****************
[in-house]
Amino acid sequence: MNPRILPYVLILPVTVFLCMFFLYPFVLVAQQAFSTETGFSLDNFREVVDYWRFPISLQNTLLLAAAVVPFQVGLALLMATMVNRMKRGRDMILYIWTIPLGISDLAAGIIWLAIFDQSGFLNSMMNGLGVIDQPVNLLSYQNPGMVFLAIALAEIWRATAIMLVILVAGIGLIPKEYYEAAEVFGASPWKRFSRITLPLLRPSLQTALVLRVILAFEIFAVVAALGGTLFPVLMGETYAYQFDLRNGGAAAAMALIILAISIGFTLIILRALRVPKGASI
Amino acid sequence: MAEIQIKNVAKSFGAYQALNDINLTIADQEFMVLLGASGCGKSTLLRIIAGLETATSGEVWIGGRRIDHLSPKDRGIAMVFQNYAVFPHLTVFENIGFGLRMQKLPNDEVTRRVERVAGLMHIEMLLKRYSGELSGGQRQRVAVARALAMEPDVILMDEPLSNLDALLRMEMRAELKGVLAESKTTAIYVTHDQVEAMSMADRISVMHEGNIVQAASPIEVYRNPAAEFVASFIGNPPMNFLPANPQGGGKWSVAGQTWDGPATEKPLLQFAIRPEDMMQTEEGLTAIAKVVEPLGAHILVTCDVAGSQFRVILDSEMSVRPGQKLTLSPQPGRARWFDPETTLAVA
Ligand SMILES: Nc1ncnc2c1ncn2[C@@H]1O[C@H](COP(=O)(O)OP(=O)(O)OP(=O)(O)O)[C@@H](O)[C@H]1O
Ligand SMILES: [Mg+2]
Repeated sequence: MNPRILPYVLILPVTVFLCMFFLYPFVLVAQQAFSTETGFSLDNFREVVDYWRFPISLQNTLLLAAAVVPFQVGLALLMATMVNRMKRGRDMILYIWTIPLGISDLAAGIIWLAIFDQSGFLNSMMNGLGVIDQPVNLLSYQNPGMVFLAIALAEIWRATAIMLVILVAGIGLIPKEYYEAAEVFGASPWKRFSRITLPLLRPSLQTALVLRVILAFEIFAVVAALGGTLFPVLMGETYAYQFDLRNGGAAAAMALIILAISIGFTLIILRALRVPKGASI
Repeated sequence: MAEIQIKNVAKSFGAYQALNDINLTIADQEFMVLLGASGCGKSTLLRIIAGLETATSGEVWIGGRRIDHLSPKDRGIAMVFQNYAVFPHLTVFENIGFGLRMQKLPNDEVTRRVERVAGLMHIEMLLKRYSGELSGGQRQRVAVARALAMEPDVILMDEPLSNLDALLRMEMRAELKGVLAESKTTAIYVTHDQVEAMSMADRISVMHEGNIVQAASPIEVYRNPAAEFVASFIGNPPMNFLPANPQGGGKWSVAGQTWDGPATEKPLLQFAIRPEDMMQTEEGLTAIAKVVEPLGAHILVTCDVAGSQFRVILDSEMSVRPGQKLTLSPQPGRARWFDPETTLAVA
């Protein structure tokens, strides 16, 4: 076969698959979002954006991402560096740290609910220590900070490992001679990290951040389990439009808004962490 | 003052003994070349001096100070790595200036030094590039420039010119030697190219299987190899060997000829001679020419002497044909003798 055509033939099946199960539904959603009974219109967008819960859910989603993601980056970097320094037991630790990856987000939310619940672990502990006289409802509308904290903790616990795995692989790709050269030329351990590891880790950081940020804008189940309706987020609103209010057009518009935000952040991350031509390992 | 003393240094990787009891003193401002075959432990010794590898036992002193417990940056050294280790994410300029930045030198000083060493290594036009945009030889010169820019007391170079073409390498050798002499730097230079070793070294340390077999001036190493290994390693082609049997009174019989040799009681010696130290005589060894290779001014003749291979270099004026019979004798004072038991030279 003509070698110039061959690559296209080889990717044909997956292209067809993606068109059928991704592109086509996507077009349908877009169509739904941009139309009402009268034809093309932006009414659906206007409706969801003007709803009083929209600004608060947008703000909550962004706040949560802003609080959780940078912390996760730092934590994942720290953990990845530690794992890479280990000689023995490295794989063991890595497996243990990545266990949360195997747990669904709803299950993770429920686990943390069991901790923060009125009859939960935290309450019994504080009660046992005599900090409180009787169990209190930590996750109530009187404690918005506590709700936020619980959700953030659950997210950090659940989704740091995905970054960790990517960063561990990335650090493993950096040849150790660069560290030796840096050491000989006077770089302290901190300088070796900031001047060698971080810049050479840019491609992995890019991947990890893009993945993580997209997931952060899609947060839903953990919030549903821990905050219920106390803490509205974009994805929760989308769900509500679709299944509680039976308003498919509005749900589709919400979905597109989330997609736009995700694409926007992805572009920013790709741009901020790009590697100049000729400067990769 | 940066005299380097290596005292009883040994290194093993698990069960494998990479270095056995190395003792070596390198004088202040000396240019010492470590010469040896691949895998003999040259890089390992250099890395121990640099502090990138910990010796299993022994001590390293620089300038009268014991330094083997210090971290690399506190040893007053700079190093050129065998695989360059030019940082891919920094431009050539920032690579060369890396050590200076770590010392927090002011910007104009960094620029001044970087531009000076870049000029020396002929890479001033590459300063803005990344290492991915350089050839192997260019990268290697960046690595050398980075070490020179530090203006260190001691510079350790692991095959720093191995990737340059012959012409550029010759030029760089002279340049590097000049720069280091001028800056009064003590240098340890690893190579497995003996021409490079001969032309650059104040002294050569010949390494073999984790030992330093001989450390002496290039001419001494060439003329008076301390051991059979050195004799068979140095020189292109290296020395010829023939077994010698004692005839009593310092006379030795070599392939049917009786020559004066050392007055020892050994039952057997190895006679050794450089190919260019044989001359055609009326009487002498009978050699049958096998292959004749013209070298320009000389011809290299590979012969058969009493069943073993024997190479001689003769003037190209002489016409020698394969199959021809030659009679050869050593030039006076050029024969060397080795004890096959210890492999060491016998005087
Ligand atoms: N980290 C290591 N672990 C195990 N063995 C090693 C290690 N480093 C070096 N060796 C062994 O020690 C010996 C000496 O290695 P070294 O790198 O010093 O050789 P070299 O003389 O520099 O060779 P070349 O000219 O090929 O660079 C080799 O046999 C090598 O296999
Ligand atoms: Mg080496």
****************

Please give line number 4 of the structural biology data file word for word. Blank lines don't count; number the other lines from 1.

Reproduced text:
Ligand SMILES: Nc1ncnc2c1ncn2[C@@H]1O[C@H](COP(=O)(O)OP(=O)(O)OP(=O)(O)O)[C@@H](O)[C@H]1O